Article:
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It's Topic Tuesday

Updated: Jul 3, 2023


We welcome you back to our weekly educational series from 3rd year medical student Adham Ahmed, and as always, we appreciate you joining us again.


Last week, we discussed hypertension and ways to help control it. We also had a small discussion about what each number in a blood pressure reading tells us.


Have you ever wondered how one even develops high blood pressure?


Today, we are going to be sharing some information about the underlying pathways by which high blood pressure arises using a wonderful article from the Cleveland Clinic.

One of the most important mediators of hypertension is a system called “The renin-angiotensin” system, and it has some big players!


Angiotensinogen

This is a large protein produced by your liver which acts as the

“blueprint” for the system. On it’s own, the protein will not directly raise your blood pressure however, when your kidneys feel a decrease in fluid

in your body (or do not receive enough blood flow) it releases the next

big player ->


Renin**

This enzyme comes from the kidney and works to cleave

angiotensinogen into angiotensin I.


Once again, on it’s own this protein will not do much, however it travels to the lungs to undergo its next major change ->


Angiotensin-converting enzyme (ACE)**

ACE is an enzyme in the lungs which converts angiotensin I into

angiotensin II. Unlike our first two steps, this is where WE GET SERIOUS!


Angiotensin II raises blood pressure in two ways:


-Directly -> it causes blood vessels to narrow causing an elevation in your body's overall pressure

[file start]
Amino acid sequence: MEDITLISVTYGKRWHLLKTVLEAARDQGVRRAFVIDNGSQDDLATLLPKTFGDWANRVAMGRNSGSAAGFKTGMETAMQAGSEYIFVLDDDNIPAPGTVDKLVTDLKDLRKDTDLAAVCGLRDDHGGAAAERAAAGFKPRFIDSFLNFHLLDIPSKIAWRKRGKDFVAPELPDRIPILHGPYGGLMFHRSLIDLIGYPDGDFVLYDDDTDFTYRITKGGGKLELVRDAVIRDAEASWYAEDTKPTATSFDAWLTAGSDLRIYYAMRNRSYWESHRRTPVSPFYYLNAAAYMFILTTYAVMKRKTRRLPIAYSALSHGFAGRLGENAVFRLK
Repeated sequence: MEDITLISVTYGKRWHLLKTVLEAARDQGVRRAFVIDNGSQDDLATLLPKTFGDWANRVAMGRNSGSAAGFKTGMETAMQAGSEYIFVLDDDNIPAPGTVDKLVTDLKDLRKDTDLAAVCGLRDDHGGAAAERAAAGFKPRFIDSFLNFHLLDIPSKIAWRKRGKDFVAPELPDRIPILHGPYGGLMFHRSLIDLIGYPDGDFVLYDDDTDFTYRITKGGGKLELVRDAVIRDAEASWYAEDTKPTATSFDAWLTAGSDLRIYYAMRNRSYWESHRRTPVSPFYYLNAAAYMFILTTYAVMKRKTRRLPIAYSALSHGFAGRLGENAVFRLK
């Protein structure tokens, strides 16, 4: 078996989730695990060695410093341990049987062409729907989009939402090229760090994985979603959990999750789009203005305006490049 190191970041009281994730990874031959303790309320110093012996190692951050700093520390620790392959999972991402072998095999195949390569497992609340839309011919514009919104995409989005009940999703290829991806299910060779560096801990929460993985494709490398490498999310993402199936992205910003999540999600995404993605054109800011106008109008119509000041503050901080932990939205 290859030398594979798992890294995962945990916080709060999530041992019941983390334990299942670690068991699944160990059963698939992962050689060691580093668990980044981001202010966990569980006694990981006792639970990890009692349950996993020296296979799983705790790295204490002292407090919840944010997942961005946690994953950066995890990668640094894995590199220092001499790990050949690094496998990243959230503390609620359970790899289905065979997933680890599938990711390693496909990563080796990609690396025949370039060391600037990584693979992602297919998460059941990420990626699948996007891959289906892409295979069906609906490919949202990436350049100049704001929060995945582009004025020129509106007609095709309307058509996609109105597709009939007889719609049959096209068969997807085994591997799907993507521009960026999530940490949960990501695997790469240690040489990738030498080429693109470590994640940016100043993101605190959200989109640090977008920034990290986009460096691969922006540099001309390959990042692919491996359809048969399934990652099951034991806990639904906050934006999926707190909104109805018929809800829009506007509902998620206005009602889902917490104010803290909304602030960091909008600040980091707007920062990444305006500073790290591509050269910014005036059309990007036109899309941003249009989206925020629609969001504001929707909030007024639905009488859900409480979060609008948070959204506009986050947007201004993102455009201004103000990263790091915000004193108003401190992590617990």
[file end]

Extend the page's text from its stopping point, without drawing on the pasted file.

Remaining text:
-Indirectly -> it stimulates our adrenal glands to produce the final big boss in this pathway


Aldosterone**

Aldosterone is produced by our body’s adrenal gland’ and is released into our bloodstream under the influence of angiotensin II. It then goes on to the kidneys and directs it to absorb more salt and water from our urine.

More fluids and salts in the body, means more volume in our blood

vessels, means more pressure overall


These names might sound overwhelming at first! Do not worry but try to think of them in a step-wise fashion.


Remember- (TIPS from a medical student that painfully had to memorize all

these!!!) 😊


We start with angiotensinogen which is the longest word in the pathway

Gets CUT into a smaller word / protein ->


Angiotensin I by Renin from the Renal system (kidneys)

Angiotensin I gets CONVERTED into Angiotensin II in the lungs by angiotensin CONVERTing enzyme.


Angiotensin II goes to the ADrenaL glands to release ALDosterone.


Be sure to pay extra close attention to the words we put a “**” next to! They will come in helpful next week as we learn about some common drugs used to control blood pressure!


Thank you very much for tuning in and as always our family here

thanks you for taking this journey with us. Be safe, be happy and always remember to Think Aorta! Until next time friends.

~Adham

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